by Alia Akkam in Dining Out, April 27, 2015
by Michelle Dudash in Healthy Recipes, April 23, 2015
While many diners make a reservation at Morimoto New York solely for Masaharu Morimoto’s exquisite sushi, it would behoove them to also spring for one of his warm Western-inspired creations. At this minimalist Japanese restaurant in the Meatpacking District — one of several in Iron Chef Morimoto’s expansive culinary empire — a slab of king salmon accompanied by splashes of piquant green romesco sauce, charred lily bulbs, green almonds and shiso is a light and vibrant reflection of the season. “This dish is not found in a typical Japanese restaurant because it doesn’t use any soy sauce. The green romesco has a spicy kick, which pairs nicely with the tender, slow-cooked salmon,” Morimoto explains. Read more
by Silvana Nardone in Healthy Recipes, March 14, 2015
Spring has finally arrived, despite certain pockets of weather to the contrary, and as you add in-season cherries and asparagus back into your meals, consider incorporating wild Alaskan salmon into the menu. It’s a great source of protein: A three-ounce serving of cooked salmon brings you halfway to the amount of omega-3 fatty acids recommended by the World Health Organization. These fatty acids aren’t found in many foods, so you could say, they are tough to “reel in.”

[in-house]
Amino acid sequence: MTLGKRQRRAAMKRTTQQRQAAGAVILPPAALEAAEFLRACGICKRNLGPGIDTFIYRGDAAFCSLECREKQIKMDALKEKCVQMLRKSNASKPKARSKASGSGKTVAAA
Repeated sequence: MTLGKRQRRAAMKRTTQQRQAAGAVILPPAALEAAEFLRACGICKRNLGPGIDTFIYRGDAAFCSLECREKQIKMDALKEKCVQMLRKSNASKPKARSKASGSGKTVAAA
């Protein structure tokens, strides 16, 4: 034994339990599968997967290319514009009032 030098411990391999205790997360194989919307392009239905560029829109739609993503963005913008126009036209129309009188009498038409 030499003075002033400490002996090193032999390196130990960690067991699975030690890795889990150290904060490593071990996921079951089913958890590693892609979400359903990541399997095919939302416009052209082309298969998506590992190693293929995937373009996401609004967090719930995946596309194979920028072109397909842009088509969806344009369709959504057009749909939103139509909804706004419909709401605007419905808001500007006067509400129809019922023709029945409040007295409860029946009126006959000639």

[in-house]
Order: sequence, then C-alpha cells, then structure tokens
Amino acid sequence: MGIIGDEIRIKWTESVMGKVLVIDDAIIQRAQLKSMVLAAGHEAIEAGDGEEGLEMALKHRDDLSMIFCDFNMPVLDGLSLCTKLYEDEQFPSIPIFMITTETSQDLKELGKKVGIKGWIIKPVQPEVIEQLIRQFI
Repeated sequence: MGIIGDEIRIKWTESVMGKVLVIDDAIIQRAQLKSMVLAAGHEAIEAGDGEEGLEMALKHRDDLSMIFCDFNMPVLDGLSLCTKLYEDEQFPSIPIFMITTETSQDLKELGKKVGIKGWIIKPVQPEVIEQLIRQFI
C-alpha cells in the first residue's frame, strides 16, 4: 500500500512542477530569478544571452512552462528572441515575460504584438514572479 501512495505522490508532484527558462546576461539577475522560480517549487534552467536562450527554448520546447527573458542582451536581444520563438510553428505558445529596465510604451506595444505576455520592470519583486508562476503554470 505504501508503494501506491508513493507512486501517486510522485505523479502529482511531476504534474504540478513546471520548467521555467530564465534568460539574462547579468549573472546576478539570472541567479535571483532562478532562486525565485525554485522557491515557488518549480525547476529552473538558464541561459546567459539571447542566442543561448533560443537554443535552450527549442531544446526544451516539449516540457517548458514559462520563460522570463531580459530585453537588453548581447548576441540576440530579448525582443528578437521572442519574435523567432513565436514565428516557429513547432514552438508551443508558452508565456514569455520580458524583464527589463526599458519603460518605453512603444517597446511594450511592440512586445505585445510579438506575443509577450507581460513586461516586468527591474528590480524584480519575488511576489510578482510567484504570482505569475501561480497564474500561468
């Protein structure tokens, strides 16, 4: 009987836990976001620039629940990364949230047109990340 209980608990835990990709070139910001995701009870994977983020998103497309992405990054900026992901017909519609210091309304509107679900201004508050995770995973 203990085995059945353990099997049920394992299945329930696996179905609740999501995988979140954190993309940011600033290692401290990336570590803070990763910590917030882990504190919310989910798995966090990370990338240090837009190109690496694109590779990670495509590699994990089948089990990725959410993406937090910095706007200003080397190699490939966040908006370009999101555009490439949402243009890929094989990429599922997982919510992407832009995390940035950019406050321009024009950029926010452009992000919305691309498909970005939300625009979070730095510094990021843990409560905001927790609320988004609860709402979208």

One of the best ways to ensure your salmon remains intact during preparation is to cook the fillets with the skin on, then gently maneuver the pink flesh away from the skin and bloodline before serving. This salmon dish requires only five ingredients that produce a great depth of flavor. With just 20 minutes of prep time required, it is simple enough to prepare on a weeknight, yet has an elegant presentation that will wow dinner guests. Read more
by Keri Glassman in Cooking for Kids, February 28, 2015
The next time you’re shopping at the grocery store, look for solutions to healthy skin in the produce section, not the beauty aisle. It turns out that what you put in your body can be just as essential as what you put on your skin. Good fats — like Omega-3 fatty acids, which are found in ingredients like salmon, walnuts and flax seeds — take the spotlight. Read more
by Dana Angelo White in Kid-Friendly, September 7, 2014